LG calls DVD Truce with Dual-Format Player
LAS VEGAS ~ South Korea’s LG Electronics has given the world a peek at a dual-format DVD player it believes will quell the format war and win the hearts of consumers.
LG’s North America division president Michael Ahn, flanked by large flat-panel television screens, proudly described how the Super Blue Multi Player showed videos in competing Blu-ray Disc and HD DVD high-definition formats.
The players will go on sale in the United States the first week of February for a suggested retail price of US$1,199.
“It will be much more convenient to our consumers,” Ahn told a ballroom packed with media on Sunday in what was the first news conference of the Consumer Electronics Show (CES) that formally opened in Las Vegas on Monday.
“They were confused with two formats and hesitated to buy a single player, but we gave them the solution.”
LG executives proclaimed the player an “historic flagship device.”
“We have been a member of the Blu-ray camp, but we recognized that the consumer needs something more,” said LG chief technology officer HG Lee.
The player was as easy to use as current DVDs, Lee said, while pressing simple controls and saying “your grandmother could take care of that.”
LG’s player could handle all the interactive features for Blu-ray, but fell short on some HD DVD interactive features, Lee said.
Since the Japanese companies Sony and Toshiba launched competing technologies, Blu-ray and HD DVD, respectively, companies have been battling to persuade consumers that their product should become the dominant format.
In a replay of the VHS-Betamax battle between two types of videocassette tape in the late 1970s, the two different DVD formats offer cinematic-quality images and interactive entertainment, but they are incompatible, forcing most consumers to choose one.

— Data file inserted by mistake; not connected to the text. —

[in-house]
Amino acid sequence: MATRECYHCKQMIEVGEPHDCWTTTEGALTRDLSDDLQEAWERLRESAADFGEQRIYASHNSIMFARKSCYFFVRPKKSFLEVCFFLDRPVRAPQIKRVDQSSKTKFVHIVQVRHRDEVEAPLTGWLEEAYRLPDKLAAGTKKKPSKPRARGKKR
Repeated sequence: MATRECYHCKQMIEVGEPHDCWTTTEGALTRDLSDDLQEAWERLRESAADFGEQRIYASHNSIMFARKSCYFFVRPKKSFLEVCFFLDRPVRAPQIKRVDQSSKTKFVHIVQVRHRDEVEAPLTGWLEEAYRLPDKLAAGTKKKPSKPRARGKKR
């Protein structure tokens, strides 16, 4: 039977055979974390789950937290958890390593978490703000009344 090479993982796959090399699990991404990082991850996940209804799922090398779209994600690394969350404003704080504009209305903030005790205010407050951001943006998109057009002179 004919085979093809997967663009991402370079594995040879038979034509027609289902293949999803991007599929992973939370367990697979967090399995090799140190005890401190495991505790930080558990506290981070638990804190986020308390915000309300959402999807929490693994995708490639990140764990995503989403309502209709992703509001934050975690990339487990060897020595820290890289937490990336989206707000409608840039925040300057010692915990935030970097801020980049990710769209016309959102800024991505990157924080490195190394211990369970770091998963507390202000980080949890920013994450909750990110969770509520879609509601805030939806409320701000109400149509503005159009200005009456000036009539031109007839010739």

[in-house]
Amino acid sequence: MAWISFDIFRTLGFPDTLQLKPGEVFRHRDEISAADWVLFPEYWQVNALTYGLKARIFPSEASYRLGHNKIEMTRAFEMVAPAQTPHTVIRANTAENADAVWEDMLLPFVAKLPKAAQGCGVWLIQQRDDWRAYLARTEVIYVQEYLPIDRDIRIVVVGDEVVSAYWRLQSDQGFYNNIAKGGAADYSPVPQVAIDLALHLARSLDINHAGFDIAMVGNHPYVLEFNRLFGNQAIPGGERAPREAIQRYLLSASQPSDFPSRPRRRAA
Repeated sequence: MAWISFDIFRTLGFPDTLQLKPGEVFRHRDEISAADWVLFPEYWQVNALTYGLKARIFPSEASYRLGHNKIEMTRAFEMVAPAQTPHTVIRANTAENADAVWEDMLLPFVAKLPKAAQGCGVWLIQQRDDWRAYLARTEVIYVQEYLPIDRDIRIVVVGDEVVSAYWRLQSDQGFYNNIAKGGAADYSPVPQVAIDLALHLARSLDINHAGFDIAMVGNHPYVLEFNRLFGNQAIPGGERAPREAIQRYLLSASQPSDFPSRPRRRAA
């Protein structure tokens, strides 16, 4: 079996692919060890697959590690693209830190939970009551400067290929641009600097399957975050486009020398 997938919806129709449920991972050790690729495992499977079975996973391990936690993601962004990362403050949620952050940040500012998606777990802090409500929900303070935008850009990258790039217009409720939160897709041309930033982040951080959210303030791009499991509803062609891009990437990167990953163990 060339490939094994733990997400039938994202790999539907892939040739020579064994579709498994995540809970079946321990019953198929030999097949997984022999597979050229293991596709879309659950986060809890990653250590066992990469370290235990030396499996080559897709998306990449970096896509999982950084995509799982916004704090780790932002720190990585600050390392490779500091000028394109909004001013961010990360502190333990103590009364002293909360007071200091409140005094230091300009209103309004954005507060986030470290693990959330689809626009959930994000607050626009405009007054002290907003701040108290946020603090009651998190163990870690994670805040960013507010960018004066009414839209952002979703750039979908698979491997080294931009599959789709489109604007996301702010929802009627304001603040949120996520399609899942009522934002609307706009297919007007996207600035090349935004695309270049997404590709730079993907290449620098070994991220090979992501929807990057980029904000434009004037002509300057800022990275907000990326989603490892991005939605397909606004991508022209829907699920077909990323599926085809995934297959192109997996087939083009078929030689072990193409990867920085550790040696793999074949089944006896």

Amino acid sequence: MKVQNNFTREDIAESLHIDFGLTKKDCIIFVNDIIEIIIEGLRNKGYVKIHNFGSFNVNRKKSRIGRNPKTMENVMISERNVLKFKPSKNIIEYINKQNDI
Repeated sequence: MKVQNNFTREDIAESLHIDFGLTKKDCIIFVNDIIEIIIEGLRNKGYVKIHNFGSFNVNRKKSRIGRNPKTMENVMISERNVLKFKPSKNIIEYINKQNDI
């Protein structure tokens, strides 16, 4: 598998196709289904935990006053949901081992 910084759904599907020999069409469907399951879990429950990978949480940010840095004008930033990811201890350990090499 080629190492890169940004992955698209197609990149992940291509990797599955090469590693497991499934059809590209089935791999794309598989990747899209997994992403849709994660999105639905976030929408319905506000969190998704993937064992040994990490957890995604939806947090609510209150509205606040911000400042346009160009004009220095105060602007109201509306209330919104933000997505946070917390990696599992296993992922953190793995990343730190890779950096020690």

“We will continue at this stage to concentrate on the second generation of the HD DVD market,” Akio Ozaka, head of Toshiba’s US consumer products division, said after unveiling the Japanese company’s newest offering in Las Vegas.
“We will stick with the HD DVD.”
Ozaka expected the LG offering to intensify competition in the DVD marketplace.
Analysts attending CES cautioned that LG might be overly optimistic regarding the potential of its new player since its suggested price was higher than many slick new televisions.
A new model Toshiba HD DVD player introduced by Ozaka on Sunday was priced at $599, a cost the company said it believed would shift the appeal from “early adopters” of technology to the “early majority” of gadget buyers.
Toshiba executives welcomed the notion of Warner Bros. selling films on dual-format DVDs, saying it was a “great idea” bound to get more people buying high-density players.
They declined to comment on the Warner disks, saying they had yet to check out their performance or specifications.
Movie studios, which are releasing high-definition DVD films, have feared the player battle may delay adoption of the format, which they hope will recharge the sluggish DVD market.Filed under: